People of Georgian: Indigenous Visiting Elder helps students heal, succeed
June 18, 2021

June is National Indigenous History Month. As part of our celebration, we’re featuring the perspectives of Georgian students and employees of Indigenous ancestry all month long.

What’s your story?

The Georgian community is full of unique, inspiring perspectives —and we’re sharing them as part of an ongoing series.

People of Georgian: Meet Shirley John

Sometimes we don’t have the love we need. We were brought up that way because of the residential school system.

We didn’t know how to show love to each person we met every day, so we didn’t know how to apply it to ourselves or our children.

A person wearing black pants, red skirt and shirt, and fringed brown vest stands outside on grass near a wooded area.

You’ve got to go to your lifeline and ask, “What has happened to make me the way I am today?”

All the abuse that’s in there, all the bad things that we’ve done to people is in there, what they have done to us is in there.

You can see from our grandparents, to our parents, to us how we are now, the cycle just keeps going. It needs to be broken so you don’t carry it with you.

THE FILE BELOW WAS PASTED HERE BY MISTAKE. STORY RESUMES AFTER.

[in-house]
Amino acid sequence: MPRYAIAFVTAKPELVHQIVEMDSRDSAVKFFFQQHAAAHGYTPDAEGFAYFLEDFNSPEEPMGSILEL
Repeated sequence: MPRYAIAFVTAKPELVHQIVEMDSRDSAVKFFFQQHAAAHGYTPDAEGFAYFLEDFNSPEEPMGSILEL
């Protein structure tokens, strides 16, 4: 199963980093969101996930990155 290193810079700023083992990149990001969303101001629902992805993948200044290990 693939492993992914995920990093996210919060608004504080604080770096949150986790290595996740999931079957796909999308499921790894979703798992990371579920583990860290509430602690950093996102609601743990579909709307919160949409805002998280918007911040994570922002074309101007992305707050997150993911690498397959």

This is what has to happen in our lifelines so we can move forward.

From the time you were in your mom’s womb, to the time you’re in now, get rid of everything that’s making you feel worthless.

‘Everyone around us is healing’

Let’s do the healing. Everyone around us is healing.

We need to share the pieces of ourselves with somebody who’s going to listen, somebody you can trust.

This is the relationship I have with the students at Georgian.

They see that glow about me that I’m walking in a good way.

I have time to say to them, “Hi, how are you today?” Sometimes you have to say it two or three times before they acknowledge you because there is something stirring in them.

When students eventually come see me, they will tell me what’s going on at school, at home or in their personal relationships. Tears flow.

Sometimes there’s a feeling within us that we can’t ask for help, but there’s always an open door.

Shirley John, Visiting Elder at Georgian’s Owen Sound Campus

I say, “Are you OK that we’re in this room? Or, would you rather go privately outdoors and sit on Mother Earth, and you can cry all you want out there and release all that’s happened to you?”

I hug them, and it makes me feel good when they come back or I see them when I do my rounds.

They are trying their very best to succeed. That makes me feel good that they can carry on.

Sometimes there’s a feeling within us that we can’t ask for help, but there’s always an open door.

Shirley John, Visiting Elder at Georgian’s Owen Sound Campus.

Learn more about Indigenous Studies, Indigenous Services and Indigenization at Georgian.

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